Commercial crabbers are beginning to get to work throughout the state, except in the Bay Area, where officials say there are still too many humpback whales in the Gulf of the Farallones and Monterey Bay.
The California Department of Fish and Wildlife announced on Monday that commercial crabbing will be allowed north of the Sonoma-Mendocino county line to the Oregon border starting Dec. 1. Commercial crab season is open in Fishing Zones 5 and 6, which cover from Monterey County to the Mexican border.
However, the state noted there is still a high risk of whale entanglement from crab pot lines from Sonoma County to Lopez Point in Monterey County — the region the CDFW calls Fishing Zones 3 and 4 — meaning commercial crabbing remains prohibited in the Bay Area for the time being. That means a further delay of the Bay Area’s commercial crab operations that were scheduled to open on Nov. 15. Weather permitting, the state expects to conduct more surveys on or before Dec. 15.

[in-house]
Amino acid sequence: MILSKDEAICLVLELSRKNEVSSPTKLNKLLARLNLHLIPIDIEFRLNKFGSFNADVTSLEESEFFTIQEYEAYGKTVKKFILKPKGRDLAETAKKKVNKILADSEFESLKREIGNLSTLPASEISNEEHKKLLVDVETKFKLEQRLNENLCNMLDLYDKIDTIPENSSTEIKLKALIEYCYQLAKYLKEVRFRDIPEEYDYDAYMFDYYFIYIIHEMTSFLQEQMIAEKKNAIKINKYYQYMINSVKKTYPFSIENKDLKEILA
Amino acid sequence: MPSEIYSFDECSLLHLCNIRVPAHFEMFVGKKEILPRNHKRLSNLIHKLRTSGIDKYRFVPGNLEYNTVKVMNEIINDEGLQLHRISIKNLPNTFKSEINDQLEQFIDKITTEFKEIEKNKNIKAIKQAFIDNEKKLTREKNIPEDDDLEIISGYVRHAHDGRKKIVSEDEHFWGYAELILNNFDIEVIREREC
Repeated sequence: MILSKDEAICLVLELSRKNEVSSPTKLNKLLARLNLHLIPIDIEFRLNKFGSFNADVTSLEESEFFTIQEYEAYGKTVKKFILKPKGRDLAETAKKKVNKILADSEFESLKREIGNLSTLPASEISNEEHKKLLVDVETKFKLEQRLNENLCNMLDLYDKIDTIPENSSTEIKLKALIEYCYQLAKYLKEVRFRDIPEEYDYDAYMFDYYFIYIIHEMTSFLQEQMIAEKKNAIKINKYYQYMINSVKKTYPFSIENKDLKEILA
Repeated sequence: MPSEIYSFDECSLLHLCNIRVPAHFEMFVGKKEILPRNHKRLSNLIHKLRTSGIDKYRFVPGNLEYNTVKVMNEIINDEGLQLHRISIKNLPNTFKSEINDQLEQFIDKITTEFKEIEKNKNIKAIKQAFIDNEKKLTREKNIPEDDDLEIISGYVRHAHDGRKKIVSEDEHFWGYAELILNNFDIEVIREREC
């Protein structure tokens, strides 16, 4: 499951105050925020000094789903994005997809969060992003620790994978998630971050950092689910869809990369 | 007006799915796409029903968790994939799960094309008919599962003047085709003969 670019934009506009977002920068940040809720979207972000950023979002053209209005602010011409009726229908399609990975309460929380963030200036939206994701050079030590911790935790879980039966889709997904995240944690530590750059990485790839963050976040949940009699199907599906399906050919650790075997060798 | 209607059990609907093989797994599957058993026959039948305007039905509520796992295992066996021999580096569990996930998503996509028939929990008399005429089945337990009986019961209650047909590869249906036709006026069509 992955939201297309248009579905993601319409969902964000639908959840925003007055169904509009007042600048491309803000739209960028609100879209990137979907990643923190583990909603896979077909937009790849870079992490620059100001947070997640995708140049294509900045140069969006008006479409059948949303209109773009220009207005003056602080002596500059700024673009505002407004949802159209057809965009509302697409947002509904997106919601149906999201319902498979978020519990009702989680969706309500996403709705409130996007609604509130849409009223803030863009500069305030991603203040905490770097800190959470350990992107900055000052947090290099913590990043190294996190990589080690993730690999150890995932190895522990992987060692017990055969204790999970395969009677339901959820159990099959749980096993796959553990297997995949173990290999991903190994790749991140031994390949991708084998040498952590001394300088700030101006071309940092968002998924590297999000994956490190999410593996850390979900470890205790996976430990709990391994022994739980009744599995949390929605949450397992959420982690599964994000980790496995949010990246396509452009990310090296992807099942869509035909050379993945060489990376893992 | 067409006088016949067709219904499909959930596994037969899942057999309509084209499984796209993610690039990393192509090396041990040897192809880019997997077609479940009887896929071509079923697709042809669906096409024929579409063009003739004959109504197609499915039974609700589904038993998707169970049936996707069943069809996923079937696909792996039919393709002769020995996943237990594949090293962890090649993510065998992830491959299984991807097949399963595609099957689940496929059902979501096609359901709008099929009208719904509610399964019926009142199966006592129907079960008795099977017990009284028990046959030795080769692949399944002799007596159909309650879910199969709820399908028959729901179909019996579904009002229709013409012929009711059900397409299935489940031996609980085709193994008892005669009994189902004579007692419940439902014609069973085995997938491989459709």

Meanwhile, recreational crabbing is open statewide. In the Bay Area, sport crabbers are restricted to using hoop nets and snares and aren’t allowed to place traps.
CDFW documents show that aerial surveys from NOAA researchers on Nov. 10 and 11 observed 73 humpback whales in Zone 3. Another vessel survey counted 79 humpback whales over two days in Zone 3, which encompasses Sonoma County to Pigeon Point.
In 2020, the state pushed back commercial crab season in the Bay Area three times and didn’t open until Dec. 23.
“Available data indicate high numbers of whales remain in the fishing grounds,” CDFW Director Charlton H. Bonham said in a statement issued Friday night. “When data indicate whales have migrated out of the fishing grounds, CDFW stands ready to open the commercial season and lift the temporary recreational trap restriction in Fishing Zones 3 and 4.”